Tacit Knowledge & Knowledge overflow

Dr Karen Stephenson has been capturing my reading attention for the last 2days. Her anthropology back ground tints her understanding of human networks and render her work very interesting. She suggests ways of using human networks to increase our power of leadership and to leverage our man management skills. You can understand how excited I could be, as these are precisely themes of my prime interests.

Knowledge and understanding it from her point of view is the starting point. From the documents, I have come across the term “tacit Knowledge” which she defines very explicitly, also rank very highly in my need to understand and to master. I shall summarize daily, my understanding for her papers as I note them for my memory’s sake.

In a nutshell, this is what I have retained today from her:

Knowledge economy, knowledge organization, knowledge networks, knowledge by any other name I call a fad. After listening to knowledge gurus spout less and less about knowledge, I have come to the conclusion, that we are going ‘knowhere’ with knowledge. Too much knowledge without integration tears us apart. The wisdom to integrate knowledge by assembling key people and skills remains the ancient art.

Experience has long been considered the best teacher of knowledge. Since we cannot experience everything, other people’s experiences, and hence other people, become the surrogate for knowledge. ‘I store my knowledge in my friends’ is an axiom for collecting knowledge through collecting people. ‘A friend of a friend is a friend’ or ‘an enemy of a friend is an enemy’ are two more axioms for knowledge transfer through people via their entrusted relationships.

We can summon knowledge from ourselves, but how do we elicit knowledge on demand or ‘just in time’ from others? This becomes salient in knowledge driven organizations where critical knowledge is not only stored in computers, database, facilities, files, etc. but in people. A major obstacle for organizations is that of linking the knowledge stored in people to that in organizational processes. Why? Process knowledge can be transferred on demand and does not necessarily depend on the presence or absence of people. Thus the employee is free to take that needed vacation and the organization is able to go about its business. This knowledge transfer is not well understood for tacit knowledge, the subject of our discussion here.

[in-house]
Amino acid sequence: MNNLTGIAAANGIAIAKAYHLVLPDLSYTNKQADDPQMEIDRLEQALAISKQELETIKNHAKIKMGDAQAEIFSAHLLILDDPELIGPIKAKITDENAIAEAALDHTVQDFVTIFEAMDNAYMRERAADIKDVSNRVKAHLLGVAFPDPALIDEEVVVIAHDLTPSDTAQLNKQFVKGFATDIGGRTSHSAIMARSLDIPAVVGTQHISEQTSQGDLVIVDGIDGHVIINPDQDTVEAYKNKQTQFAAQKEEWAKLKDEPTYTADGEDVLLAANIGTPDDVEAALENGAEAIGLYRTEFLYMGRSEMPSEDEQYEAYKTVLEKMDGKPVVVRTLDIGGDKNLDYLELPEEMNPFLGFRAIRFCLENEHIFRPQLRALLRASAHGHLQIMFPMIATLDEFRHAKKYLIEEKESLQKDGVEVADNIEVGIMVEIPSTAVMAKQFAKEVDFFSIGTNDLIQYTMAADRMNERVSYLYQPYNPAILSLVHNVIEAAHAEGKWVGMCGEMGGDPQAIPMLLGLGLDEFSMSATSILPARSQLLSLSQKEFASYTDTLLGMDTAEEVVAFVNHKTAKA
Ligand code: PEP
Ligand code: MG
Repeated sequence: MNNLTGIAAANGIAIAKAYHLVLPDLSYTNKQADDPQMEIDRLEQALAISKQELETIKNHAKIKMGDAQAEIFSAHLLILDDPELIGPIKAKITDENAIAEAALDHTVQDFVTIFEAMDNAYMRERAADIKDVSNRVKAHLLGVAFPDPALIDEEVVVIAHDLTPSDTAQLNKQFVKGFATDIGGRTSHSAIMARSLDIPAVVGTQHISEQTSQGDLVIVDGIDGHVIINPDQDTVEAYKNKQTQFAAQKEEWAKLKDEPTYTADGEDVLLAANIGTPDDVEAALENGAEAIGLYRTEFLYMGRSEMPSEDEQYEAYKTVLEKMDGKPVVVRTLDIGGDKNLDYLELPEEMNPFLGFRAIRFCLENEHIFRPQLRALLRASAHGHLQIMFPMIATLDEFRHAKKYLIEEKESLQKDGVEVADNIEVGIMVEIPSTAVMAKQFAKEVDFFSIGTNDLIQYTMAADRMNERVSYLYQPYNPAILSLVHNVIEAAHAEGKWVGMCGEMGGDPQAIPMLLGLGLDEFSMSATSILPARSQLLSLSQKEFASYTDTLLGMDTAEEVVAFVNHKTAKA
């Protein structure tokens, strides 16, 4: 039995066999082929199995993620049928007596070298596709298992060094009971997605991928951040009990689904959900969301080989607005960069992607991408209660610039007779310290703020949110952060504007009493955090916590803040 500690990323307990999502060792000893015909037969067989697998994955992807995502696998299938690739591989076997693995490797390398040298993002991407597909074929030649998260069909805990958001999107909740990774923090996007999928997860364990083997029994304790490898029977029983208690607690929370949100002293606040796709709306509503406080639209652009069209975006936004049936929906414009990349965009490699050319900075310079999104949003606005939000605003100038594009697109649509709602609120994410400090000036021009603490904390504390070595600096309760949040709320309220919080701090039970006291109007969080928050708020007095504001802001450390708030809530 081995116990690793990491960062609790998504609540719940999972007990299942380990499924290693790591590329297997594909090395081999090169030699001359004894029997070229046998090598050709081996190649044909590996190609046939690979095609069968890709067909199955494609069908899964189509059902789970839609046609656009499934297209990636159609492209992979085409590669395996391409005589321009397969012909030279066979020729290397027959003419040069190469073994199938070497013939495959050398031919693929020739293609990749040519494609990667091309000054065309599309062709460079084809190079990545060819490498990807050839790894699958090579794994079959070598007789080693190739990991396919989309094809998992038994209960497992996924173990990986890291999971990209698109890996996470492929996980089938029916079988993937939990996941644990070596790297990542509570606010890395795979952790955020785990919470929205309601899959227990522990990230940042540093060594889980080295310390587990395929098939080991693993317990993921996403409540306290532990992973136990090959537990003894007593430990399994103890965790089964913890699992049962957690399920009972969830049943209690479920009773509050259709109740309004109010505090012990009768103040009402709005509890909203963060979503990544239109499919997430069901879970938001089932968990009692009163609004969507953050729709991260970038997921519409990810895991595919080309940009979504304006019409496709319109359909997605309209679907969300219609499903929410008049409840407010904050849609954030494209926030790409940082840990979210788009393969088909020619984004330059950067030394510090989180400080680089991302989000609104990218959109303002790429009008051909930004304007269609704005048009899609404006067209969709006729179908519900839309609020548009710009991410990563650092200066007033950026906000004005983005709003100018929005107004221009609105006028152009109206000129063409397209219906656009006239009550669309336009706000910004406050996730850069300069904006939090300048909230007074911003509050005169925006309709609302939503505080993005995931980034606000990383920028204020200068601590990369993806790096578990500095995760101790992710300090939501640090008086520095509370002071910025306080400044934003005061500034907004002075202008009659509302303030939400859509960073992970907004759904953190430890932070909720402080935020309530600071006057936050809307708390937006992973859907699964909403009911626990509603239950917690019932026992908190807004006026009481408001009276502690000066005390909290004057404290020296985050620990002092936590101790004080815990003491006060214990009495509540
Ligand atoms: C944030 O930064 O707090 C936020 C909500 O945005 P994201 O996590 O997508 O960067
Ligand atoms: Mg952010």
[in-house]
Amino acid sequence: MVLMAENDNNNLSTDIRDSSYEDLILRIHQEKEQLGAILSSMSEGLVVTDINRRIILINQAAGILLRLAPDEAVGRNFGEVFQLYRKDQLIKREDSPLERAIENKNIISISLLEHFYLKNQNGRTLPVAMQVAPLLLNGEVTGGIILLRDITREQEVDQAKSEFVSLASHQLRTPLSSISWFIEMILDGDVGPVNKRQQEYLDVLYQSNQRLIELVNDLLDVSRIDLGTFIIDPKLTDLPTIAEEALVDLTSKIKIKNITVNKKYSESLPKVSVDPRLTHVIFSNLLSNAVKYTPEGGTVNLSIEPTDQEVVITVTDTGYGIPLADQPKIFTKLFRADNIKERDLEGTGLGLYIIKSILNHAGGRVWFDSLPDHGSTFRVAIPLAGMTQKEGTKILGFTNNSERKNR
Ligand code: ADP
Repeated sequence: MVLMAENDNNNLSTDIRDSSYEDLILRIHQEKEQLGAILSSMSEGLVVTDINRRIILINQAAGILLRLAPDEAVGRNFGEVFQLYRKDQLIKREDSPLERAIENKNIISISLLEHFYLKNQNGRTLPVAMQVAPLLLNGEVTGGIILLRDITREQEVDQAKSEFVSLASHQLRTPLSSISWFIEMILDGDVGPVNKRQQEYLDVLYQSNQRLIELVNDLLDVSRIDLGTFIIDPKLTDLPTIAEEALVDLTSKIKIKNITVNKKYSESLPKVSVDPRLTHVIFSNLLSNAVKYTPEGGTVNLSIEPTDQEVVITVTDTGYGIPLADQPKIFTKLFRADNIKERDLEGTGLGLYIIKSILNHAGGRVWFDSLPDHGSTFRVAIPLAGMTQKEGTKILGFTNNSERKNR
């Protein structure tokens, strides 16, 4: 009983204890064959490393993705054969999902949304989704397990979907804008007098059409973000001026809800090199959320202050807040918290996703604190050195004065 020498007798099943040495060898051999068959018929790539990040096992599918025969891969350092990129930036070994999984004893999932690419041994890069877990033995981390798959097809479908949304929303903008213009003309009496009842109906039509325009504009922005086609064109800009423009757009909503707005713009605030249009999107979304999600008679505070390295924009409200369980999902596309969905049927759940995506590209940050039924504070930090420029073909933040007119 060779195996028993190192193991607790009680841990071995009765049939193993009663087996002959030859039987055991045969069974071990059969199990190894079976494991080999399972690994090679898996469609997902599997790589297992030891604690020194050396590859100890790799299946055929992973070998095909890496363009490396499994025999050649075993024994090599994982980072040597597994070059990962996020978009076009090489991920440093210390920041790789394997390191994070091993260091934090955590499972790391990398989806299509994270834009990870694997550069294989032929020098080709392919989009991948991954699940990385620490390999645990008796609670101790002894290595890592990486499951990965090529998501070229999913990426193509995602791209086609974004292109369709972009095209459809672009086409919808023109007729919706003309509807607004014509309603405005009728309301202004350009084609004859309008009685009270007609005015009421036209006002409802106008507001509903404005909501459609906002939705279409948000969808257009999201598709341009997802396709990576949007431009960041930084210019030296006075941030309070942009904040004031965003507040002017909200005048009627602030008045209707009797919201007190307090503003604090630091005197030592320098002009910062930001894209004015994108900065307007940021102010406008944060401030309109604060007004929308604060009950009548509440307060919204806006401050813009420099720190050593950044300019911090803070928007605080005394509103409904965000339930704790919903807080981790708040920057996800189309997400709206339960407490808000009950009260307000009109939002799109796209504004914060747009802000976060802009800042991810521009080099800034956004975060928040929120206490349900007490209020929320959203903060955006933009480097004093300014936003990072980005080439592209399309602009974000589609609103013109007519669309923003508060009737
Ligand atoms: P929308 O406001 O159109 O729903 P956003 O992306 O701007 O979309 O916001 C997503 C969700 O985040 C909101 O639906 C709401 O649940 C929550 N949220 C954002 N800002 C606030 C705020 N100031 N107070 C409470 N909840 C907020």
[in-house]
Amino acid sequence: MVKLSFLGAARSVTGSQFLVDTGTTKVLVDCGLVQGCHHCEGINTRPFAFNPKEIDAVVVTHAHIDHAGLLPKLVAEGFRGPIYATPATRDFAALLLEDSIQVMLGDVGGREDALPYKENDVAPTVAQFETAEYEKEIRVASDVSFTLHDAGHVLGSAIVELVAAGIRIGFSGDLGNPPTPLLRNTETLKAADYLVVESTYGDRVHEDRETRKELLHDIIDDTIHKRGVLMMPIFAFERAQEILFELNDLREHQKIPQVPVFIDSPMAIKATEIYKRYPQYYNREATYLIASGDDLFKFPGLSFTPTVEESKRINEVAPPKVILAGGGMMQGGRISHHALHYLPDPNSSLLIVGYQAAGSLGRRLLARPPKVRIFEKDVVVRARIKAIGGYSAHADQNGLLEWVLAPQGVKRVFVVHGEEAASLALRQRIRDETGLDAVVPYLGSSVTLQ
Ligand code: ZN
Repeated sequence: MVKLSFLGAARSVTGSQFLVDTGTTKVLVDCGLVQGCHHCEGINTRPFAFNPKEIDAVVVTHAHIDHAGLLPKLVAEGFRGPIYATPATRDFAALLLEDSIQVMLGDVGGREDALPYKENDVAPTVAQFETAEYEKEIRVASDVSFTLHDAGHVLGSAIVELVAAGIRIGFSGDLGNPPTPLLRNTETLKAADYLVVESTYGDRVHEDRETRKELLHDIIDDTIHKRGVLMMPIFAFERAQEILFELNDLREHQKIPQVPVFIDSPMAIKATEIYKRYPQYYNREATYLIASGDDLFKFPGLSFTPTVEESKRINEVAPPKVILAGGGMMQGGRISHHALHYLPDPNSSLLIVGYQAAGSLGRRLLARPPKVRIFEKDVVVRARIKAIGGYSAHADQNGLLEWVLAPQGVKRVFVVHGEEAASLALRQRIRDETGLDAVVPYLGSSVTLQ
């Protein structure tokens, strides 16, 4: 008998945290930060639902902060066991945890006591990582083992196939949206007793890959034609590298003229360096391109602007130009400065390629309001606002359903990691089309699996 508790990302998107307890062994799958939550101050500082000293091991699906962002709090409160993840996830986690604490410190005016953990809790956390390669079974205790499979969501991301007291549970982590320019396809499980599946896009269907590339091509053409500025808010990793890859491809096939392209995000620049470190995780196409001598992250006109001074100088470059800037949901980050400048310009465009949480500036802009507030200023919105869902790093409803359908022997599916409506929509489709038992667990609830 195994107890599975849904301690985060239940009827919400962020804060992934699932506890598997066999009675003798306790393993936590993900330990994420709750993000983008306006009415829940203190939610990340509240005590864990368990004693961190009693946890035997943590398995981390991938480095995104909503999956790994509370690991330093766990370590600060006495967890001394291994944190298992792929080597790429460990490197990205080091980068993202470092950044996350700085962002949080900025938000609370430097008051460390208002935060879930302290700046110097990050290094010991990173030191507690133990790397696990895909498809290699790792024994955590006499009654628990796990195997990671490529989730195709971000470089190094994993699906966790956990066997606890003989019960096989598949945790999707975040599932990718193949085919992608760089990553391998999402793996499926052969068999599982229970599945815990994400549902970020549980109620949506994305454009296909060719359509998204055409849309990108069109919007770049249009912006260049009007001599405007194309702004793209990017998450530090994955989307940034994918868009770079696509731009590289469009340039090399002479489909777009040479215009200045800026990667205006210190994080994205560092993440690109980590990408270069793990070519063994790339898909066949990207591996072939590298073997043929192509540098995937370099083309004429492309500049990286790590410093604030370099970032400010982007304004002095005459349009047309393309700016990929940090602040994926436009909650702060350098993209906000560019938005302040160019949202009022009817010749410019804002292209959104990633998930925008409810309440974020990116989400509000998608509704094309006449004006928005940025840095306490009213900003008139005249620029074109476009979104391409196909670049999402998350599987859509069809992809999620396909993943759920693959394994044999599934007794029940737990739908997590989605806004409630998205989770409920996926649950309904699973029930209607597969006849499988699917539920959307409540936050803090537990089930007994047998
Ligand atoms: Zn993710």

Tacit Knowledge

When you teach a child to ride a bicycle, there are certain inexorable truths that you convey about the skill, such as where to put your feet (on the pedals, not the handlebars), where to put your hands (on the handlebars, not the pedals) and where to sit. There is much more to riding a bicycle that cannot be adequately articulated – balance, control, the sensation of riding, etc.

The same could be said of alpine skiing. The basic premise of putting your feet in your boots, your boots on skis and pointing downhill is a fearsome scenario that would hardly suffice as advice for anyone learning how to ski. When you can’t define what you know, how do you teach it? I watched on a DVD with awe, the lessons given by Erik Decamp, on the transfer of knowledge in an alpinist context.

Not being able to define what you know usually comes from embodied experience – ‘felt knowledge’ – and is often called tacit knowledge. The adjectives ‘felt’ and ‘tacit’ are meant to convey the ineffable and unarticulated forms of knowledge which come from experience, such as learning to ski or cycle. As we experience life, we store our learning as tacit knowledge in memories and intuitions. What we don’t experience or learn, we can glean from others. Thus, people become knowledge storehouses from whom we can ‘indirectly’ learn, making them our surrogates for direct experience.

In rapid, radical change, this form of knowledge becomes a critical resource for innovation. We don’t realize what we know until the immediacy of the moment forces to the foreground knowledge we weren’t aware we had. If business could methodically and efficiently mine this type of knowledge from its people, then managers and executives could more strategically steer the evolution of innovation. Since business is only as good as its next new idea or suite of ideas, this know-how is essential in a knowledge economy.